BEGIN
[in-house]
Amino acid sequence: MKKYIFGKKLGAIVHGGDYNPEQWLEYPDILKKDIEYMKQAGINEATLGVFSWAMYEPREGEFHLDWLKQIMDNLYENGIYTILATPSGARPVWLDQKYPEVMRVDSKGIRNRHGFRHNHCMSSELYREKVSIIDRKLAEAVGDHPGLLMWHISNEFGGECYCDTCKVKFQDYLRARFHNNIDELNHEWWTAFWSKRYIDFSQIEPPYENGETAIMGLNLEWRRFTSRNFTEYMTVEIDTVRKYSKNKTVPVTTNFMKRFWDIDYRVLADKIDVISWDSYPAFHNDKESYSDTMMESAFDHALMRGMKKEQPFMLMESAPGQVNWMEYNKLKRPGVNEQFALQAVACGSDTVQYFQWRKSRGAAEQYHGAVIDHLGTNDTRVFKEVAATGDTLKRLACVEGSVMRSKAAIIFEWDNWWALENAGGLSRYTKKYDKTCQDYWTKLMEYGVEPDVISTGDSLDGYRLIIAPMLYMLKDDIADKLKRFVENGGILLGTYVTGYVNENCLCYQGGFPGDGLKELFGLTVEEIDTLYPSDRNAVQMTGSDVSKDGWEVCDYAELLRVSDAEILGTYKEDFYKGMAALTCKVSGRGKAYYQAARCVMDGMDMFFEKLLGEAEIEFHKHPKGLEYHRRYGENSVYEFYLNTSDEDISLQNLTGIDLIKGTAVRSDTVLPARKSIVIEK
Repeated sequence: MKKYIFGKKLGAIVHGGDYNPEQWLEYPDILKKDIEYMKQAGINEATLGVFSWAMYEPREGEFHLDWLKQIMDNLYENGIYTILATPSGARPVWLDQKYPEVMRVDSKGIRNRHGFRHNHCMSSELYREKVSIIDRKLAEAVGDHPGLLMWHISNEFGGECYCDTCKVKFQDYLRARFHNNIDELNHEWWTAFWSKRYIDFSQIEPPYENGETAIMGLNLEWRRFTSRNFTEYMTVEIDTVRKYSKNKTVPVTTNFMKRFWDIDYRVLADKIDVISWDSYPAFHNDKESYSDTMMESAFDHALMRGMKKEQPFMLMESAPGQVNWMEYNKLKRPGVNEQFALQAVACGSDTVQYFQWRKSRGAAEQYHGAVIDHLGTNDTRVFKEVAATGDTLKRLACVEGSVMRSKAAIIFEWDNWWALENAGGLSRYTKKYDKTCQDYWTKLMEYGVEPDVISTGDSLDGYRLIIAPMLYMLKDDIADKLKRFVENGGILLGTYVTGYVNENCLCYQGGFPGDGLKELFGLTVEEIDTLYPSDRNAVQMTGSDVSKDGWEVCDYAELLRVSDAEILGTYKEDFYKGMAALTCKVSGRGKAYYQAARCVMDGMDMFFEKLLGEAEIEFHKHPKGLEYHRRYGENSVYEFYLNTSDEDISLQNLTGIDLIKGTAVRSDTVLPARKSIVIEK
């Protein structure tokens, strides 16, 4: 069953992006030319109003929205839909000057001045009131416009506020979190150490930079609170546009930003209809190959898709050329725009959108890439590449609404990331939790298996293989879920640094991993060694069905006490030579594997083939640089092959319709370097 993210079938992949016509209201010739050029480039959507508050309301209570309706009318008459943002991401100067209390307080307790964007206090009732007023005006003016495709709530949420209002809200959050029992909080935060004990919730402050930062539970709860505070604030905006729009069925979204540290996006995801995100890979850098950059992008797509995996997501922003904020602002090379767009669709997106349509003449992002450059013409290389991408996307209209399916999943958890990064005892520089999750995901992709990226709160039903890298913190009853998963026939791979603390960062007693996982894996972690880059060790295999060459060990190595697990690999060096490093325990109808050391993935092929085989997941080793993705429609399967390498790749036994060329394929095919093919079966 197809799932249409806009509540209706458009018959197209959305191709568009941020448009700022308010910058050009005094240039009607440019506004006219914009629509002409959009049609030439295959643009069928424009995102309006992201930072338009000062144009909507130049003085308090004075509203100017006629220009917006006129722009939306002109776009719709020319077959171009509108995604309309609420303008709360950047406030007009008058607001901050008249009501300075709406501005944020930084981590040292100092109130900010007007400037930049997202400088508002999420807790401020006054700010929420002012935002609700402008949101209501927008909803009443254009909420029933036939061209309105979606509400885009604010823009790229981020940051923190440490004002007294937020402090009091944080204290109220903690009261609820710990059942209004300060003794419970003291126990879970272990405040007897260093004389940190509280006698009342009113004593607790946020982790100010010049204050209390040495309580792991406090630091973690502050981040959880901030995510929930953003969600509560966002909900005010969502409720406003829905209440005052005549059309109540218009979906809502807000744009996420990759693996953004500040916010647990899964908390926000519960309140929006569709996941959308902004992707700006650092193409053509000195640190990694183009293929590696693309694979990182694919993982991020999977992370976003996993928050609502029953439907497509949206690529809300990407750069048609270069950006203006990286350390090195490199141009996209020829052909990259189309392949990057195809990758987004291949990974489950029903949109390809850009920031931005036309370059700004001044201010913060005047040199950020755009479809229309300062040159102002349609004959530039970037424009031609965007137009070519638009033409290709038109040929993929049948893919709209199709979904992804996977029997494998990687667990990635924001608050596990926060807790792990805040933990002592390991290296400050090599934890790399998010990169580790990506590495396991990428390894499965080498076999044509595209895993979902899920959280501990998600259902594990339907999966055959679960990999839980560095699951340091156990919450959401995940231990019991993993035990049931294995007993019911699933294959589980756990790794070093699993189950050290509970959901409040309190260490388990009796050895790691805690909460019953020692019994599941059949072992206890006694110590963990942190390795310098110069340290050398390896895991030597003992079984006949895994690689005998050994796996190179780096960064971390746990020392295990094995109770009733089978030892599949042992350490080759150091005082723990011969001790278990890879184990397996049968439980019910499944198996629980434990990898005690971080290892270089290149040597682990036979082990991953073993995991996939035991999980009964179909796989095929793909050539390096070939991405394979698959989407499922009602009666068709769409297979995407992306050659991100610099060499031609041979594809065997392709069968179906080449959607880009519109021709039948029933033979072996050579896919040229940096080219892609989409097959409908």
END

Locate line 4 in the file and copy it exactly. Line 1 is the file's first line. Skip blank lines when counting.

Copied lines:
């Protein structure tokens, strides 16, 4: 069953992006030319109003929205839909000057001045009131416009506020979190150490930079609170546009930003209809190959898709050329725009959108890439590449609404990331939790298996293989879920640094991993060694069905006490030579594997083939640089092959319709370097 993210079938992949016509209201010739050029480039959507508050309301209570309706009318008459943002991401100067209390307080307790964007206090009732007023005006003016495709709530949420209002809200959050029992909080935060004990919730402050930062539970709860505070604030905006729009069925979204540290996006995801995100890979850098950059992008797509995996997501922003904020602002090379767009669709997106349509003449992002450059013409290389991408996307209209399916999943958890990064005892520089999750995901992709990226709160039903890298913190009853998963026939791979603390960062007693996982894996972690880059060790295999060459060990190595697990690999060096490093325990109808050391993935092929085989997941080793993705429609399967390498790749036994060329394929095919093919079966 197809799932249409806009509540209706458009018959197209959305191709568009941020448009700022308010910058050009005094240039009607440019506004006219914009629509002409959009049609030439295959643009069928424009995102309006992201930072338009000062144009909507130049003085308090004075509203100017006629220009917006006129722009939306002109776009719709020319077959171009509108995604309309609420303008709360950047406030007009008058607001901050008249009501300075709406501005944020930084981590040292100092109130900010007007400037930049997202400088508002999420807790401020006054700010929420002012935002609700402008949101209501927008909803009443254009909420029933036939061209309105979606509400885009604010823009790229981020940051923190440490004002007294937020402090009091944080204290109220903690009261609820710990059942209004300060003794419970003291126990879970272990405040007897260093004389940190509280006698009342009113004593607790946020982790100010010049204050209390040495309580792991406090630091973690502050981040959880901030995510929930953003969600509560966002909900005010969502409720406003829905209440005052005549059309109540218009979906809502807000744009996420990759693996953004500040916010647990899964908390926000519960309140929006569709996941959308902004992707700006650092193409053509000195640190990694183009293929590696693309694979990182694919993982991020999977992370976003996993928050609502029953439907497509949206690529809300990407750069048609270069950006203006990286350390090195490199141009996209020829052909990259189309392949990057195809990758987004291949990974489950029903949109390809850009920031931005036309370059700004001044201010913060005047040199950020755009479809229309300062040159102002349609004959530039970037424009031609965007137009070519638009033409290709038109040929993929049948893919709209199709979904992804996977029997494998990687667990990635924001608050596990926060807790792990805040933990002592390991290296400050090599934890790399998010990169580790990506590495396991990428390894499965080498076999044509595209895993979902899920959280501990998600259902594990339907999966055959679960990999839980560095699951340091156990919450959401995940231990019991993993035990049931294995007993019911699933294959589980756990790794070093699993189950050290509970959901409040309190260490388990009796050895790691805690909460019953020692019994599941059949072992206890006694110590963990942190390795310098110069340290050398390896895991030597003992079984006949895994690689005998050994796996190179780096960064971390746990020392295990094995109770009733089978030892599949042992350490080759150091005082723990011969001790278990890879184990397996049968439980019910499944198996629980434990990898005690971080290892270089290149040597682990036979082990991953073993995991996939035991999980009964179909796989095929793909050539390096070939991405394979698959989407499922009602009666068709769409297979995407992306050659991100610099060499031609041979594809065997392709069968179906080449959607880009519109021709039948029933033979072996050579896919040229940096080219892609989409097959409908």